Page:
Tirana to Elbasan and then to Lushnja to reach, after about 40 Km, Berat on the SH74. Berat is a mythical place capable of going straight to one’s soul, since over time it has been able to retain intact its historical identity. For this reason, in order to be an exceptional legacy of Ottoman Islamic tradition, it has been included by UNESCO as a humanitarian heritage site, together with Argirocastro. It is one of the oldest cities in Albanian whose first settlements date back to the Bronze Age, and it is known as the “City of a Thousand Windows” as its houses descend one on top of another.

The sun is setting when we decide to continue following the route of Oshum to Çorovodë and from here we will be discovering the canyons that have been dug into the rocks by the river, creating a wonderful landscape.

 

Apollonia, a glance inside ancient history

After leaving the Osum Valley and visiting the canyons, from the heart of the mountain to a hundred kilometers, we return to the sea and to one of the most famous archaeological sites in Albania. Apollonia is the city dedicated to the god Apollo.  Founded by the Greeks and being faithful to Rome, earned itself the title of “civitas foederata”. Apollonia is not easy to reach, even though it is not more than a dozen kilometres away from Fier.  The road is not in the best condition but the journey is definitely worth it; for its treasures, of course, but also for the poetic mood that the ancestral landscape can evoke. On the other hand, neighbouring Fier, seems to us to be the model for cities in Albania: it looks perfect on the surface but on side streets, it is “third world”.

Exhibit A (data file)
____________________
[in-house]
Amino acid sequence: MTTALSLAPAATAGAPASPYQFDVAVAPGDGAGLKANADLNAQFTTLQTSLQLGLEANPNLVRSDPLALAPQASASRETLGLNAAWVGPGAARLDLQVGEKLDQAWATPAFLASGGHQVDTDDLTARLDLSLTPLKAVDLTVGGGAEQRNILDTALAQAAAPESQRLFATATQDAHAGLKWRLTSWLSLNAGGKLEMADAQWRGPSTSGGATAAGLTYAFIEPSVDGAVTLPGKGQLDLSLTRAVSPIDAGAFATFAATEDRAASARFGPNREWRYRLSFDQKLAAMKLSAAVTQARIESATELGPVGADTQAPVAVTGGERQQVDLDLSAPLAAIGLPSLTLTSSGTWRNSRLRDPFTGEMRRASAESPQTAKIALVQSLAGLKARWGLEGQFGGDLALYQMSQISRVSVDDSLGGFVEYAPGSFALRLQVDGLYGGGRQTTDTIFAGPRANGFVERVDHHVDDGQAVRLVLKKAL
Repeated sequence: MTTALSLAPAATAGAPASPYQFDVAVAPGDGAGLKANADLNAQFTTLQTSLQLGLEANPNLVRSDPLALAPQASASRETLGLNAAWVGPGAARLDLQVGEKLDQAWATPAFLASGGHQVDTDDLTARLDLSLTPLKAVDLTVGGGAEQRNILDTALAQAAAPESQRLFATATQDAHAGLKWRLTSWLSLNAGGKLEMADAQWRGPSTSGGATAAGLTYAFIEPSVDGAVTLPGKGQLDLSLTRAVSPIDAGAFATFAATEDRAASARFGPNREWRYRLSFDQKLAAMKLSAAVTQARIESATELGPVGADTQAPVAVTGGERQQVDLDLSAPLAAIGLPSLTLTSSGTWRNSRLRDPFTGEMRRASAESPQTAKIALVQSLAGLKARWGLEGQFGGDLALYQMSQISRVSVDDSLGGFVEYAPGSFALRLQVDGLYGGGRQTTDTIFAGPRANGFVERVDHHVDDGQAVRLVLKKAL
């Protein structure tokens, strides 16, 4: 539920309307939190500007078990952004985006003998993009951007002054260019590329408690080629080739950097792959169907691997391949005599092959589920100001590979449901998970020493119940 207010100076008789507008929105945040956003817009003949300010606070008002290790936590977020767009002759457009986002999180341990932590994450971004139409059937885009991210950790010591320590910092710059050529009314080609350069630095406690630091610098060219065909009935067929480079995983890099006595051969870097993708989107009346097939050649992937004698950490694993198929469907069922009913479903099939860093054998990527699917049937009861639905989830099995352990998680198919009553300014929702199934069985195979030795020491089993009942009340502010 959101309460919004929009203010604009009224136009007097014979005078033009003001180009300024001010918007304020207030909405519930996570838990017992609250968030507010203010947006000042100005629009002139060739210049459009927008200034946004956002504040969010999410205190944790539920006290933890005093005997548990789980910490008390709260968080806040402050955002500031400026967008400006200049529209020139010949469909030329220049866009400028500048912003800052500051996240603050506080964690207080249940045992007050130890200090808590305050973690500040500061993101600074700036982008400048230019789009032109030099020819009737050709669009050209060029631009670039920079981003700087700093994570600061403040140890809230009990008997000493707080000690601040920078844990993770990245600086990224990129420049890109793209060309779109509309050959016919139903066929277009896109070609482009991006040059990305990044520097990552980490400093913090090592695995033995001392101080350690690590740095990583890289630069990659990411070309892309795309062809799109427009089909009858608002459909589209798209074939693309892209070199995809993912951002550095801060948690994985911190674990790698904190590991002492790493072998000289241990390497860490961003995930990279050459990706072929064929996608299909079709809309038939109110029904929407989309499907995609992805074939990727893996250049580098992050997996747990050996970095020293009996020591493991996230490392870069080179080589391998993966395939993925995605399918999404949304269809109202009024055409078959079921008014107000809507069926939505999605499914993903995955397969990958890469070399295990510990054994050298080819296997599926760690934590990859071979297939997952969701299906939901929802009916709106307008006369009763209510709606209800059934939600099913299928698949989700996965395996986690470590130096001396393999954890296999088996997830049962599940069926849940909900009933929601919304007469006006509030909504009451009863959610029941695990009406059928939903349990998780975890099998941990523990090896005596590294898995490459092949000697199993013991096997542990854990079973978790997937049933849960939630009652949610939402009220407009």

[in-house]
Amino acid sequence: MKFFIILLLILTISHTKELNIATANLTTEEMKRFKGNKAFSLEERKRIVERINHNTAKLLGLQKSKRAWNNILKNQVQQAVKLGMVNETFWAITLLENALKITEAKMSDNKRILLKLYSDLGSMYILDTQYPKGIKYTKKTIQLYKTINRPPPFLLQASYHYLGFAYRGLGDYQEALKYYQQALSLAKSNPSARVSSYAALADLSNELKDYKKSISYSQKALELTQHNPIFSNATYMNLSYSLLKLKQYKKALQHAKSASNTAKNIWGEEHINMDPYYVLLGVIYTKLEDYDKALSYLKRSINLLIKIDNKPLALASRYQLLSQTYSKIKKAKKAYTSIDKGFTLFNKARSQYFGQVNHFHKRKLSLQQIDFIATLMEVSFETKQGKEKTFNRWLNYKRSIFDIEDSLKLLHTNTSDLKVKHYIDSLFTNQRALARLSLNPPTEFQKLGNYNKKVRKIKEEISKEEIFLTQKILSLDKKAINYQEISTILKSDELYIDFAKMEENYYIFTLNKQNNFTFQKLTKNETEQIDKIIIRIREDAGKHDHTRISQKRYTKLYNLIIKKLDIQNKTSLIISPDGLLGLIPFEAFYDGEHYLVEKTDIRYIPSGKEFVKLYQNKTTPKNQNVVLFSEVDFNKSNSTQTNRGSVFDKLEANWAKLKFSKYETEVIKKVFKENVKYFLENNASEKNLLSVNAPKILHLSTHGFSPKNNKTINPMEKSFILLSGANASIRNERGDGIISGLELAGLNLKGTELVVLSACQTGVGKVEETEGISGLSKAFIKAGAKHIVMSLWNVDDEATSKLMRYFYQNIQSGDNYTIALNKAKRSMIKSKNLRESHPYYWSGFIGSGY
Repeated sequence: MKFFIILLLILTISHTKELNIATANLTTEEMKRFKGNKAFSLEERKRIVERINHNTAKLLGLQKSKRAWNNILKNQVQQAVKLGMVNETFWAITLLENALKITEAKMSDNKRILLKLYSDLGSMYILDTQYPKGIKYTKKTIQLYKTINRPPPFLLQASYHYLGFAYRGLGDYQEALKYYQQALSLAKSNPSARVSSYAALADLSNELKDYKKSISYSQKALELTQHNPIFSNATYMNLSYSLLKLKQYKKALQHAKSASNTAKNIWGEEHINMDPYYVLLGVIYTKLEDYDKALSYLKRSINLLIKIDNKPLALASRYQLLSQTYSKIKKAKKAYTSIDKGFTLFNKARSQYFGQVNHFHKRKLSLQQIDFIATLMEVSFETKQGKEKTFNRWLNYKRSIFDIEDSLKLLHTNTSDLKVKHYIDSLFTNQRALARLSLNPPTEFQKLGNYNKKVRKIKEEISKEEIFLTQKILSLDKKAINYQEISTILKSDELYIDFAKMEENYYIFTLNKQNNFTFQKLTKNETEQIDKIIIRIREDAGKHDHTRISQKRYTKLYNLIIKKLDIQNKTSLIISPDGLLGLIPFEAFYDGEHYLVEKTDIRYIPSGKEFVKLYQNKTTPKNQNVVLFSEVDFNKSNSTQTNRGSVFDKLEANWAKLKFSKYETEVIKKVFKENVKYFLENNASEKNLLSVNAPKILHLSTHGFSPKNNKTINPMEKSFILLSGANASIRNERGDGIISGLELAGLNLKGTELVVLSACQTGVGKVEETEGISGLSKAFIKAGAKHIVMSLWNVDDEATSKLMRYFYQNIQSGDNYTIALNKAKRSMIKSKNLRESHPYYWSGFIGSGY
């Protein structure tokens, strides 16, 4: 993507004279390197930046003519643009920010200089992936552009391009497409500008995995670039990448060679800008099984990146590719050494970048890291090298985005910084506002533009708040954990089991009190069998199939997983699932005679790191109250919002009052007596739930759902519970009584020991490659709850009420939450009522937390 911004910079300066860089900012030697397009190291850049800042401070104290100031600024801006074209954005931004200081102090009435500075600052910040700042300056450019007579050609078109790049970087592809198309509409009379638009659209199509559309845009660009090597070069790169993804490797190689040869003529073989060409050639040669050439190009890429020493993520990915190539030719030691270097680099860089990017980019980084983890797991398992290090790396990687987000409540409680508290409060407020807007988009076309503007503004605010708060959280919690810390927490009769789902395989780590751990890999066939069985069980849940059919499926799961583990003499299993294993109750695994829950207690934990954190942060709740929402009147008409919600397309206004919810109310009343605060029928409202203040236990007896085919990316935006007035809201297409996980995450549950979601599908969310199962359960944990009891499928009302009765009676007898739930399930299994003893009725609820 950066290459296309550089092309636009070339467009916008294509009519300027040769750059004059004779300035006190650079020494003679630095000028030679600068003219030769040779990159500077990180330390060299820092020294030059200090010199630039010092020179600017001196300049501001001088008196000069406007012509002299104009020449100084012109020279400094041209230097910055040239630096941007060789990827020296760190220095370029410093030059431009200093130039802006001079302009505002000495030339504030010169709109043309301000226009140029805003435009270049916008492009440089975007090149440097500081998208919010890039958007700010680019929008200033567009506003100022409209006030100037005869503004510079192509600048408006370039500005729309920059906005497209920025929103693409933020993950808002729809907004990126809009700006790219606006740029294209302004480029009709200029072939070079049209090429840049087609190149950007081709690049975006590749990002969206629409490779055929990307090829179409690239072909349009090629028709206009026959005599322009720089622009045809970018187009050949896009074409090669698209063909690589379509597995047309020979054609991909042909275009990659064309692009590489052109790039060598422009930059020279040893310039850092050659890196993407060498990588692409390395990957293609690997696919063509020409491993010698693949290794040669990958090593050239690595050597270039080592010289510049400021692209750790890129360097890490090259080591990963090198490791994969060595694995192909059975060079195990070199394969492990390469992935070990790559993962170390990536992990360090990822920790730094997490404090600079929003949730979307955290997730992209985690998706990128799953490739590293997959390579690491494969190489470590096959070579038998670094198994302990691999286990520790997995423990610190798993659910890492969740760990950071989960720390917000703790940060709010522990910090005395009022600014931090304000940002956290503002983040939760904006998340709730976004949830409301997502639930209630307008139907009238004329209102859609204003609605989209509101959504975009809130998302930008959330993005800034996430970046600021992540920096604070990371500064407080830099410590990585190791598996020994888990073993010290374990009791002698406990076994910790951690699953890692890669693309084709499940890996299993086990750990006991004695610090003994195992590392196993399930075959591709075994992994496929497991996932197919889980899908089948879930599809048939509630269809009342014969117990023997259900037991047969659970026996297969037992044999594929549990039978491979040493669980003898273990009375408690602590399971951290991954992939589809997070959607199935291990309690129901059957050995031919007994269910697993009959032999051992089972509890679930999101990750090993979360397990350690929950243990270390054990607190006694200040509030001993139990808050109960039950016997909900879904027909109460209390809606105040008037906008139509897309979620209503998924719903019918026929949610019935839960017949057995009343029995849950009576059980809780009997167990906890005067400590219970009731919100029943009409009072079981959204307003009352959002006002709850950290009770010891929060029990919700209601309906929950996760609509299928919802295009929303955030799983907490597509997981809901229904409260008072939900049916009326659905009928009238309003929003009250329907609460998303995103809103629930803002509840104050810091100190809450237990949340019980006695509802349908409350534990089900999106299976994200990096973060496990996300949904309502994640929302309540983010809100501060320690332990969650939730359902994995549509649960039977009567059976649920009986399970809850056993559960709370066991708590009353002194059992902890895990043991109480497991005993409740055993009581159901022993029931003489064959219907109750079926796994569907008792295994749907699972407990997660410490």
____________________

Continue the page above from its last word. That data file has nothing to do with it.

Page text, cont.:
But that’s not an issue for us, we are not afraid of uneven roads, they are an incentive to continue ahead and discover what is in store for us on the journey to Valona, ​​the country’s old port, on the old and disastrous SH8, instead of the E453. The latter with its four perfect lanes, would quickly take us to Vlorë. We love the landscapes and are amazed by them, but it is our meetings with local people, always helpful and kind, that fill us with joy during the journey.

 

Wrapped in the spirituality of Zvernec

We do not intend missing Valona, ​​which we will be crossing the next day.  We are astonished by the commitment of the Adriatic town to reconstruct most of its facilities such as the seafront promenade.  The promontory of Zvernes is a magnificent and poetic construction extending between the sea and the lagoon. We can visit the island on which, surrounded by cypress trees dating back to the 13th century hides the small Orthodox monastery of Santa Maria that can be reached via a long, rickety wooden bridge, following a short ferry ride. The monastery is a discovery that is far from the tourist routes and therefore isolated in its tiny beauty.

We go down to Valona, ​​trying to avoid the holes and bumps in the road. Surrounded by the Karaburun promontory, its bay has always been an excellent location for maritime activities, due to the safety of the harbour and its proximity to the Italian coast. We ride along the coast all the way to Orikum, the ancient port founded by the Greeks in 700BC whilst passing countless seaside resorts along the way.

It is now time to leave the sea, at least for a little while, so we can explore the Albanian road loved by motorcyclists which climbs up the slopes of Mount Çika and we can finally enjoy some bends and curves.